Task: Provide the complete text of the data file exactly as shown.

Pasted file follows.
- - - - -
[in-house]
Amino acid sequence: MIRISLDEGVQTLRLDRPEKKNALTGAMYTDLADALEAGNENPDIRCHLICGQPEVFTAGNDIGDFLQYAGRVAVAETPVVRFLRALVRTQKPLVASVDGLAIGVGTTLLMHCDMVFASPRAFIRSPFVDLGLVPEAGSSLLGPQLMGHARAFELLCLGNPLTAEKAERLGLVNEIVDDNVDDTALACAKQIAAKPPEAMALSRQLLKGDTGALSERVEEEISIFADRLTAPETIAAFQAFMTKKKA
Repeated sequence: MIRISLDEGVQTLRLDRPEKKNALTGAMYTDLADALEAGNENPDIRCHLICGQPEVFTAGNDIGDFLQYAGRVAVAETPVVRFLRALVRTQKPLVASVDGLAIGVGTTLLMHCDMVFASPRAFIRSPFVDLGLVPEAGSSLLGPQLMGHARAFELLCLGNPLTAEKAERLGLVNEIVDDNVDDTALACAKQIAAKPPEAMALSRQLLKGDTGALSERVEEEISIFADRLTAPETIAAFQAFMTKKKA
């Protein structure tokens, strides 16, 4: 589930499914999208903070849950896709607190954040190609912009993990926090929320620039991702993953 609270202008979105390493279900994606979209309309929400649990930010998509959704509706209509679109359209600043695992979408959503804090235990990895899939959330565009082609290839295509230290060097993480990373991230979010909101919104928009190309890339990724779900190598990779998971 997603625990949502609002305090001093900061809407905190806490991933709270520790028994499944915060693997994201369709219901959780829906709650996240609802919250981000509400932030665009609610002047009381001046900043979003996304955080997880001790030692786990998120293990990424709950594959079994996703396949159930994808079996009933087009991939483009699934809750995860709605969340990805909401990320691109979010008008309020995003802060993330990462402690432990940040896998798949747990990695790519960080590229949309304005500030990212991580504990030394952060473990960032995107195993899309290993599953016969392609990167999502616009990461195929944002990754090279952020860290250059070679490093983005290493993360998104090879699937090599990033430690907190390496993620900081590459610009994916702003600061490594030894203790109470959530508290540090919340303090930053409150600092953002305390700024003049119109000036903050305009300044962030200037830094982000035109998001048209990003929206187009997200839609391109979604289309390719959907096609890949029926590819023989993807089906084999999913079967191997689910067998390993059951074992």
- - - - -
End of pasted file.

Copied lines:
[in-house]
Amino acid sequence: MIRISLDEGVQTLRLDRPEKKNALTGAMYTDLADALEAGNENPDIRCHLICGQPEVFTAGNDIGDFLQYAGRVAVAETPVVRFLRALVRTQKPLVASVDGLAIGVGTTLLMHCDMVFASPRAFIRSPFVDLGLVPEAGSSLLGPQLMGHARAFELLCLGNPLTAEKAERLGLVNEIVDDNVDDTALACAKQIAAKPPEAMALSRQLLKGDTGALSERVEEEISIFADRLTAPETIAAFQAFMTKKKA
Repeated sequence: MIRISLDEGVQTLRLDRPEKKNALTGAMYTDLADALEAGNENPDIRCHLICGQPEVFTAGNDIGDFLQYAGRVAVAETPVVRFLRALVRTQKPLVASVDGLAIGVGTTLLMHCDMVFASPRAFIRSPFVDLGLVPEAGSSLLGPQLMGHARAFELLCLGNPLTAEKAERLGLVNEIVDDNVDDTALACAKQIAAKPPEAMALSRQLLKGDTGALSERVEEEISIFADRLTAPETIAAFQAFMTKKKA
């Protein structure tokens, strides 16, 4: 589930499914999208903070849950896709607190954040190609912009993990926090929320620039991702993953 609270202008979105390493279900994606979209309309929400649990930010998509959704509706209509679109359209600043695992979408959503804090235990990895899939959330565009082609290839295509230290060097993480990373991230979010909101919104928009190309890339990724779900190598990779998971 997603625990949502609002305090001093900061809407905190806490991933709270520790028994499944915060693997994201369709219901959780829906709650996240609802919250981000509400932030665009609610002047009381001046900043979003996304955080997880001790030692786990998120293990990424709950594959079994996703396949159930994808079996009933087009991939483009699934809750995860709605969340990805909401990320691109979010008008309020995003802060993330990462402690432990940040896998798949747990990695790519960080590229949309304005500030990212991580504990030394952060473990960032995107195993899309290993599953016969392609990167999502616009990461195929944002990754090279952020860290250059070679490093983005290493993360998104090879699937090599990033430690907190390496993620900081590459610009994916702003600061490594030894203790109470959530508290540090919340303090930053409150600092953002305390700024003049119109000036903050305009300044962030200037830094982000035109998001048209990003929206187009997200839609391109979604289309390719959907096609890949029926590819023989993807089906084999999913079967191997689910067998390993059951074992």